And it was only after his passing from scenes terrestrial to life celestial and the sublime funeral oration by Henry Lee before both houses of Congress, a little later, in which occurred that famous phrase that has ever since been ringing round the world, “first in war, first in peace, and first in the hearts of his countrymen,” that full justice has been done his life’s work and struggle for the good of mankind.

And what of Lee? Was his life one round of continued success, unmarred by criticism and censure? Ah, no! He, too, “endured the slings and arrows of outrageous fortune,” the poison-tipped tongue of slander, and the torture of unmerited rebuke. The latter part of July, 1861, after the Confederate forces in Western (now West) Virginia had met repeated defeats at Philippi, Rich Mountain, Carrick’s Ford, Scarey Creek, and Romney, General Lee was assigned to the command of all Confederate forces in Western Virginia; but, owing to a lack of cohesion and disinteredness of his division commanders and as the result of the repeated defeats whereby the men behind the guns had become discouraged and demoralized, the campaign proved a failure; and, as one result, as one of his biographers states, “Lee was greatly disappointed and deeply mortified at his failure, and was under a cloud from which he did not emerge till after he had succeeded to the command of the Army of Northern Virginia, in June, 1862.”

That last clause is untrue. He did emerge several months before then; but only after a most galling, most soul-sickening, experience. Many newspapers and politicians of the South took him to task as being responsible for the failure of the West Virginia campaign; and some newspapers of South Carolina and Georgia even accused him of lukewarmness and disloyalty to the Confederate cause, basing their attacks upon a letter he wrote to his sister shortly after he resigned from the U.S. Army, in which he said: “We are now in a state of war which will yield to nothing. The whole South is in a state of revolution into which Virginia, after a long struggle, has been drawn; and though I recognize no necessity for this state of things, and would have forborne and placated to the end for redress of grievances, real or supposed, yet in my own person I had to meet the question whether I should take part against my native State. With all my devotion to the Union, and the feeling of loyalty and duty of an American citizen, I have not been able to make up my mind to raise my hand against my relatives, my children, my home. I have therefore resigned my commission in the army, and, save in defense of my native State—with the sincere hope that my poor services may never be needed—I hope I may never be called upon to draw my sword.”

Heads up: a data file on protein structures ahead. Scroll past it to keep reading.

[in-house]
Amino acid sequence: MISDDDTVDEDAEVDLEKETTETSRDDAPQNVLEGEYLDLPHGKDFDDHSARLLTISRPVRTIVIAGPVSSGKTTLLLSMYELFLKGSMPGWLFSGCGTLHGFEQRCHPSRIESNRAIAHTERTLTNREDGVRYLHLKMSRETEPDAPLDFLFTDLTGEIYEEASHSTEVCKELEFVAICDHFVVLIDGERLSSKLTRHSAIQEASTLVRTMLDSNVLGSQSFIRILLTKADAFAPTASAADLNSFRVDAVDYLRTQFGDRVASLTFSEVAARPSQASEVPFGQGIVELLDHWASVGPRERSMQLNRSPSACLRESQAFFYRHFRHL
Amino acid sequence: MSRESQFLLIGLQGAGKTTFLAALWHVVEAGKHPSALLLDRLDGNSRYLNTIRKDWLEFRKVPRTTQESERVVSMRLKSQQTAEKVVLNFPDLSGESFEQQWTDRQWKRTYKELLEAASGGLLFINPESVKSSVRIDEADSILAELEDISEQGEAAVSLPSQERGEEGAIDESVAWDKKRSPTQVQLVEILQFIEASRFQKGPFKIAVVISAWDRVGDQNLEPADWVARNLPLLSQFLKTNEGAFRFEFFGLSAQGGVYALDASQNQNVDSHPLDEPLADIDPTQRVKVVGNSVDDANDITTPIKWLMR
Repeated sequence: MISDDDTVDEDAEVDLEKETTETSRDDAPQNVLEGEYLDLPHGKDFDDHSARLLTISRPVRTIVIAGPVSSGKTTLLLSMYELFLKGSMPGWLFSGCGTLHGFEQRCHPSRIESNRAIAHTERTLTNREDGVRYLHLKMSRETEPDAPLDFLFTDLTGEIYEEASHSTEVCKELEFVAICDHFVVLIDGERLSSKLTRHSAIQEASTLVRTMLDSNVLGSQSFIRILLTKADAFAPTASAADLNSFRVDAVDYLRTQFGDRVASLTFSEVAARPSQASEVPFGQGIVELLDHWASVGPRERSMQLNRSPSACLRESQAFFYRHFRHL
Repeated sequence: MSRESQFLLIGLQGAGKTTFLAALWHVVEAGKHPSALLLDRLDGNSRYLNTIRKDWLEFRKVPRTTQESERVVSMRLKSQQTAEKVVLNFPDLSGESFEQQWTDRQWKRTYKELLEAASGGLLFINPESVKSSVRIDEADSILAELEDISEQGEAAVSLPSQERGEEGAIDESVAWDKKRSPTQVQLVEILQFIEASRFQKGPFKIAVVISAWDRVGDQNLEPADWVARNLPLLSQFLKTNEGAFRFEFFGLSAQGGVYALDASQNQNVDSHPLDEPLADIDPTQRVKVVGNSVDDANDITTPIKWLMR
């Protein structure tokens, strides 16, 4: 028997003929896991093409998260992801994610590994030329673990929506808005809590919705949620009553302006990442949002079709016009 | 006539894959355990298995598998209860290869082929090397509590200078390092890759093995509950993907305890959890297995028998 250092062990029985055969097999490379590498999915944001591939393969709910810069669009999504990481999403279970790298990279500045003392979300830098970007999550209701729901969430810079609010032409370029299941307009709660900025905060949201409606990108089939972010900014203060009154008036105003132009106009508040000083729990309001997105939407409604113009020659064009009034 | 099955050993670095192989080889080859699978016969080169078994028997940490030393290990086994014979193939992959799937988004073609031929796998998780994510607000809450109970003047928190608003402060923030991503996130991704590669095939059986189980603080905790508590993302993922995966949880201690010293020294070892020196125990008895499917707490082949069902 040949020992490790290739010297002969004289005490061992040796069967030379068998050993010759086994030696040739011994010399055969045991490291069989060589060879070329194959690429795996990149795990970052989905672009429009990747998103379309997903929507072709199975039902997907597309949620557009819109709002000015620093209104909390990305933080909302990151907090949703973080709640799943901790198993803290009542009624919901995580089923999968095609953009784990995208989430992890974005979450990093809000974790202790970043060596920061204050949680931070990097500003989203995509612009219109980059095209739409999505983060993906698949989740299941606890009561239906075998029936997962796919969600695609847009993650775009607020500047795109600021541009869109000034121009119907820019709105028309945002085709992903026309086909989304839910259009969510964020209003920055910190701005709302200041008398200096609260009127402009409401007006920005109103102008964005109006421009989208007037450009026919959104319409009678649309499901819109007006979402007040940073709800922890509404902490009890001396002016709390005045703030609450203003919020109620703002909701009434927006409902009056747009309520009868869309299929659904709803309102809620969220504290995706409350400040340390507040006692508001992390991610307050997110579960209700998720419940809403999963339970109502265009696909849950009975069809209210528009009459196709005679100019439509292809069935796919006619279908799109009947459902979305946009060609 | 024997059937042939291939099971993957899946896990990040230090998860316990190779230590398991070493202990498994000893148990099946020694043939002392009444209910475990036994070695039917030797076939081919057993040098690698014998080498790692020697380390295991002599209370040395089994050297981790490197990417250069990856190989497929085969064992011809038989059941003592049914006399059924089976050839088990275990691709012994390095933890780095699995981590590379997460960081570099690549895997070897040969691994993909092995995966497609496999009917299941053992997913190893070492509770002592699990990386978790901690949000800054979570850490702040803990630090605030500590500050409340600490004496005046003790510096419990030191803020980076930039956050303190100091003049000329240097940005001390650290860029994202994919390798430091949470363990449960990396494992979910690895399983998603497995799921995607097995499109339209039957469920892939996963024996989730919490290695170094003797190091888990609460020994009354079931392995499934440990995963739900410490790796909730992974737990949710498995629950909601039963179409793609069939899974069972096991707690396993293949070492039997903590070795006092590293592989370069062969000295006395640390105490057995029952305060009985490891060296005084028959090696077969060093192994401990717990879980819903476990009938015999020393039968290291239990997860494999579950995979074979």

But now the side of the cloud’s silver lining comes to view; for every cloud has its silver lining, if only we can view it from the side the sun shines on! Sometimes we alone can reach the cloud’s sunny side; ofttimes we need the aid of helpful hearts and hands. And at this juncture in the life of Lee, leading men of South Carolina and Georgia importuned President Davis to assign General Lee to take charge of the defenses of the coasts of those States. Their wishes were complied with, and in October, 1861, he took command, and soon, by his masterly skill and executive ability, planned and partially constructed so marvelous a line of coast defenses as to withstand all assaults until nearly the close of the war.